We sent him home again with those progressions and he came back the next week and we continued down this same pathway. It took three weeks for his leg pain to go away, which was not surprising given he’d had the pain for over two months prior to the first treatment. While we were happy the leg pain was finally gone, he was still getting mechanical pain through his back — every time he bent forward there was still a point where his back would start to hurt and that, for me, was a clear warning sign that we were close, but not quite done with this yet… his back was still showing signs of weakness.

We kept progressing the McKenzie as and where we could and we kept doing hands-on treatment. We also made his strengthening program more functional, getting him into standing positions, doing some squats and lunges with different resistance at certain angles, while asking him to make sure he still had control of his pelvis and his lower back positioning. It was slow but steady, but eventually we got him to the stage where he recovered full mobility through his back in all different directions. He was able to stand up straight without catching halfway, he was no longer shifting off to the right, and he had no leg pain. It was a full recovery.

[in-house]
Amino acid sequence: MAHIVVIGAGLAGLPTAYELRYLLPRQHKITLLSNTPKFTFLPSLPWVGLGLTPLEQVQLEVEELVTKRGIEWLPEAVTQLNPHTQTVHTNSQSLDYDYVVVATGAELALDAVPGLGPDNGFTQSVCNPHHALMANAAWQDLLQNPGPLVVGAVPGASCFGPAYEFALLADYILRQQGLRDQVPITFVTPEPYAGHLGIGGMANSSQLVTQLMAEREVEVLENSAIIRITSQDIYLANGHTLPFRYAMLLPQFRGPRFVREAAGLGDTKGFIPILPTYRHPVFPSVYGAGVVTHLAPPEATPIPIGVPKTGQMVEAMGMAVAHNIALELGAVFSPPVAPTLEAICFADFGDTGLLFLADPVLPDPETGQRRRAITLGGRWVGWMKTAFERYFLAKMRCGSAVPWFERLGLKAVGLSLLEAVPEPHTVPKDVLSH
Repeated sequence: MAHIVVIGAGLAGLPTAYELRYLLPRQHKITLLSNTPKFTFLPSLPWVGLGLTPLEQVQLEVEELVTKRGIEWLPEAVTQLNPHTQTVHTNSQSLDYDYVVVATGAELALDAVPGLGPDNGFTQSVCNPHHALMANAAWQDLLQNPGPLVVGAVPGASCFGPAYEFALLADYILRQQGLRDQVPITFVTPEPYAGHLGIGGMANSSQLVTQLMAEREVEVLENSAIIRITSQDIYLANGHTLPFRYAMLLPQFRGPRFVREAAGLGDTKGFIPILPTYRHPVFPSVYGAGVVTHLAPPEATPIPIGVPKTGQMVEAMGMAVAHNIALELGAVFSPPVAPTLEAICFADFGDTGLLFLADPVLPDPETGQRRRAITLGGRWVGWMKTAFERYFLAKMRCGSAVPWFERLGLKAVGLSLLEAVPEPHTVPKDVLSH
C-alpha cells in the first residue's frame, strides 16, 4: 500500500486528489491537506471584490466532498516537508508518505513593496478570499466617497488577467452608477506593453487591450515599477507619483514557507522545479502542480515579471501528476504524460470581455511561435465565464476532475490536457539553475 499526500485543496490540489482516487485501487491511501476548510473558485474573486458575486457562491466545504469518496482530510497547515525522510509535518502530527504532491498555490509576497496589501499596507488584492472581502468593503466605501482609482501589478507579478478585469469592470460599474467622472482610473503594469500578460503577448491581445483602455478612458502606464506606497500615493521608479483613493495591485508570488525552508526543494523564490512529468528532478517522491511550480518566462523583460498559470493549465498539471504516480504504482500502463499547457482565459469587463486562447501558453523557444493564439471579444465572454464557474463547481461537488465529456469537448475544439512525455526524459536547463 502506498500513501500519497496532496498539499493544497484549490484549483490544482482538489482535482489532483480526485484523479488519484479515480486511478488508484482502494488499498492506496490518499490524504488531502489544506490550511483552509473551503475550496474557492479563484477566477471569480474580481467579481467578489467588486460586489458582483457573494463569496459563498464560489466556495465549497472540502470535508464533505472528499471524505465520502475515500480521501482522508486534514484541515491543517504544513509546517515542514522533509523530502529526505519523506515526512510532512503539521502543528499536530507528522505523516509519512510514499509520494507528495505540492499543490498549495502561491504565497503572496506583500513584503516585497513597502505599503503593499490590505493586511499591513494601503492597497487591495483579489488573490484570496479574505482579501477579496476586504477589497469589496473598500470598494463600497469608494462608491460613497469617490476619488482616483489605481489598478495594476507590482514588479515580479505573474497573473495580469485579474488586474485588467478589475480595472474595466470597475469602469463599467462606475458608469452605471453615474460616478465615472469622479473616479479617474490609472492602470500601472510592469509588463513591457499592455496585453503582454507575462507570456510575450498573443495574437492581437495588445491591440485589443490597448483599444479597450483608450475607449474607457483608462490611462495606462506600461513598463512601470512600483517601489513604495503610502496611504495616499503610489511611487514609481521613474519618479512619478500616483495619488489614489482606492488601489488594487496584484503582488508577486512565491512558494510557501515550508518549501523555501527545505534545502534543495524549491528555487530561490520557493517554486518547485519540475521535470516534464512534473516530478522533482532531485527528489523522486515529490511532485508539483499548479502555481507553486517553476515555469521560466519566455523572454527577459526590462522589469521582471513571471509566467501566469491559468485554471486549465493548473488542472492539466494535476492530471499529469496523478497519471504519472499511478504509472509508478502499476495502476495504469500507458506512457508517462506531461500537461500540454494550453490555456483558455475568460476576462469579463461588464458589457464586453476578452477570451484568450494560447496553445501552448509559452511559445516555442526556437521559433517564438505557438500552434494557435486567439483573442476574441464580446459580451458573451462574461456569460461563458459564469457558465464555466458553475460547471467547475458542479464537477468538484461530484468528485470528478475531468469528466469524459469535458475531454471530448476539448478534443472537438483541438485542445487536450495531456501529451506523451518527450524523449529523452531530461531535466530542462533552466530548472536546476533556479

At that stage we tentatively discharged him on the proviso that he needs to remember that the tissue is still healing on a biomechanical level, and while he doesn’t have pain it’s still vulnerable for another couple of months. I’ve told him to diligently continue to do the cobras at the level we discharged him at. I’ve not heard from him and it’s been about six months now, so I assume that’s a good sign and he’s made a full recovery!

If you’re suffering from back pain and would like a personalised assessment and treatment, contact Ant and the team at Spectrum to book an appointment today.

Get the latest Spectrum Physio London news and updates